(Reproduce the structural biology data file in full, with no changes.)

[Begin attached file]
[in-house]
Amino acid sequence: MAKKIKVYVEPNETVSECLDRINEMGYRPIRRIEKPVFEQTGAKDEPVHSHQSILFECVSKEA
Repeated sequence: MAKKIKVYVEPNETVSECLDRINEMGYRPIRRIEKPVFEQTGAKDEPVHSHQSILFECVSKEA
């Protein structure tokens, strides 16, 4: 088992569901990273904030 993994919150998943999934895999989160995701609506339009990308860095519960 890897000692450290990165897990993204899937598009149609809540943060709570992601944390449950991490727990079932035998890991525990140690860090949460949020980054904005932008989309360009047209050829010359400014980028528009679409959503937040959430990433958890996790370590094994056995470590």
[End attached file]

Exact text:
[in-house]
Amino acid sequence: MAKKIKVYVEPNETVSECLDRINEMGYRPIRRIEKPVFEQTGAKDEPVHSHQSILFECVSKEA
Repeated sequence: MAKKIKVYVEPNETVSECLDRINEMGYRPIRRIEKPVFEQTGAKDEPVHSHQSILFECVSKEA
């Protein structure tokens, strides 16, 4: 088992569901990273904030 993994919150998943999934895999989160995701609506339009990308860095519960 890897000692450290990165897990993204899937598009149609809540943060709570992601944390449950991490727990079932035998890991525990140690860090949460949020980054904005932008989309360009047209050829010359400014980028528009679409959503937040959430990433958890996790370590094994056995470590």